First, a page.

The Retail Revival: Reimagining Business for the New Age of Consumerism Hardcover – Mar 11 2013
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Q: Why did you write The Retail Revival?
A: My sense in talking with business executives across North America was that many believed that what we were going through in the retail industry was a “bad cycle” being driven largely by the economic turmoil of 2008. I felt there were far more deep and fundamental shifts taking place that weren’t being discussed. It seemed to me (and my research confirmed it) that many of the ideologies and paradigms that the retail industry has lived with over the last 50 years were coming undone. I wanted to write a book that shed light on that.
Q: You say in the book that you regard the transition the retail industry is going through as a “revival” and not a “revolution”. What do you mean by that?
A: Revolutions always bring change but it isn’t always positive. But in this case, I really do believe that the change is positive for the industry. I don’t regard the last 30 or so years of retail as being very inspired.
Q: The book asserts that the broader implication for retailers is that being “average” at what you do is no longer viable and that retailers need to become remarkable in order to survive. But if everyone becomes remarkable, doesn’t remarkable just become the new average?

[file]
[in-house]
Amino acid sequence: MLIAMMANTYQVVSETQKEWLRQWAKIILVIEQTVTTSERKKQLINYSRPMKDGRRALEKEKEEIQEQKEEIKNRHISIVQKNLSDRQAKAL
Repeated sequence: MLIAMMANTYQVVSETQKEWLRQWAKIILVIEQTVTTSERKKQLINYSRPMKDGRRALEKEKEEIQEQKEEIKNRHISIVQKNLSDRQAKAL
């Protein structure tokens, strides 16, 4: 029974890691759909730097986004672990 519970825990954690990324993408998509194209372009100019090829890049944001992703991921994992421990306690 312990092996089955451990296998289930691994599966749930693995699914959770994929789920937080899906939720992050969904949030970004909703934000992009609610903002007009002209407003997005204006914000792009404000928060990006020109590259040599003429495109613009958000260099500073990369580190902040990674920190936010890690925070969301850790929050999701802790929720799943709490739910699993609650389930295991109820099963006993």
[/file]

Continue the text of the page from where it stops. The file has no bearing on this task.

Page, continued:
A: I get asked this question a lot and I’m not sure it’s the right question to ask. The real question is, why was it ok to be average in business over the last 50 years. Moreover, how was it possible to be hugely successful while being average? The truth is, it was tough to fail over the last half century. But that’s not the case anymore and the brands and retailers that survive the transition are going to be operating on an entirely different level and according to different rules. Many simply won’t make the transition. So, remarkable won’t simply become the new average – it will become the price of entry for survival.
Q: How does your own professional background come through in this book?
A: I’ve been very fortunate in my career to work across a huge number of disciplines. I have been a corporate trainer, franchise salesperson, store designer, marketer, store operator, general manager and a few other things in between. It’s given me the ability to speak several different retail languages, which really helped inform the content of the book.
Q: What’s the one, biggest piece of advice you’d give to a senior leader of a brand or retail company today?
A: We are living in times of exponential change. Incremental improvement won’t cut it anymore. You need to completely reimagine what you do through an entirely different lens. That doesn’t mean drop your current business model or customer set, but it does mean dedicating time to thinking beyond today. The only way you can truly cope with the disruption going on in the market is if you’re the one causing it.
From the Inside Flap